Cognitive Behavioral Therapy – Popular Psychotherapy Treatment

Cognitive Behavioral Therapy (CBT) is a popular psychotherapy treatment for people facing depression, stress and/or anxiety disorders. It is a blend of cognitive therapy and behavioral therapy. Cognitive therapy focuses on modifying thought patterns, while behavioral therapy helps to reduce and rectify negative behaviors.

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A therapist who uses Cognitive Behavioral Therapy to treat his/her patients has to use a very structured approach, whereby the patient is required to follow the ABC Model. As per this model, stress is caused when an individual faces an Activating Event (A), holds certain Beliefs (B) about that event, which then result in Consequences (C) that affect the individual unfavorably Email Extractor Software.

In other words, the ABC model helps an individual assess the thoughts that go through his mind when he/she experiences a certain positive/negative situation. Those thoughts lead him to behave in certain ways. If a person’s thought patterns are generally of a stress-inducing nature, the therapist will guide the patient how to consciously change those thought patterns so as to decrease the chances of triggering stress, anxiety, depression etc.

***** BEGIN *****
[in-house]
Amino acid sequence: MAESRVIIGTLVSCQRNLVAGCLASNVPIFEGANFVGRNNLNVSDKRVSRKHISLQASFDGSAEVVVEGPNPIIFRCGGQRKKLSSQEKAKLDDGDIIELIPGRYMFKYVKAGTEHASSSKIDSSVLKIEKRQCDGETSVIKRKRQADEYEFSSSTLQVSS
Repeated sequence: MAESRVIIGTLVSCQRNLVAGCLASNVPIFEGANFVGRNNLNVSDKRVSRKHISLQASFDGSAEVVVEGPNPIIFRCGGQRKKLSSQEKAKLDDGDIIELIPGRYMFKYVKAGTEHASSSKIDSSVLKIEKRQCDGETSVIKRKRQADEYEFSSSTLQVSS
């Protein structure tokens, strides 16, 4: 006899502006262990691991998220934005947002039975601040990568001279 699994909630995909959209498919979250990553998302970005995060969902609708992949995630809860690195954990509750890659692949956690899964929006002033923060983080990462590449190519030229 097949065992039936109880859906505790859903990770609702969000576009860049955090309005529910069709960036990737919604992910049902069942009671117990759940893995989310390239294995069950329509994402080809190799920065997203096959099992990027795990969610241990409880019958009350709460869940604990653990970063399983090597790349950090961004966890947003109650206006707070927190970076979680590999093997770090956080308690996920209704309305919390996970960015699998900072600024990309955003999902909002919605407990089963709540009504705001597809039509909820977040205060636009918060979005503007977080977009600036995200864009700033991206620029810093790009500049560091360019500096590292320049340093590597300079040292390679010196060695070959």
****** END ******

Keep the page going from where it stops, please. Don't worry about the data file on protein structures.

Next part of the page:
The procedure of CBT can be better explained by considering an actual example, such as a situation in which a patient is having difficulty coping with the death of a close friend. The death of the patient’s friend will be the Activating Event (A) in this example. The belief(s) about this incident could vary from person to person, but for the sake of this example, the Belief (B) of the said patient is that the friend died an untimely death and the loss simply cannot be reconciled with, no matter how much time elapses. Naturally, this belief is only going to make the patient feel low, so depression is the Consequence (C) of this belief.

The therapist will have to guide the patient towards changing his belief about the event by suggesting that death is never untimely; it is God’s will, and as time passes, the friend’s death will become more bearable, especially if he believes that his friend is in a much better place. The consequences of thinking such thoughts are that the patient will gradually be able to overcome melancholic feelings and counter the onset of a depressive episode.

CBT is also known to have been effective in the case of patients with mood disorders such as bipolar disorder. Research has proved that if such patients learn how to apply the ABC Model to everyday situations then the chances of having a relapse or a manic/depressive episode, decreases greatly. CBT enables the patient to identify thought patterns that tend to trigger stress. Once they are able to pinpoint such thoughts, they are able to inhibit the onset of other symptoms of their mental illness by diverting and changing negative and stressful thought patterns.


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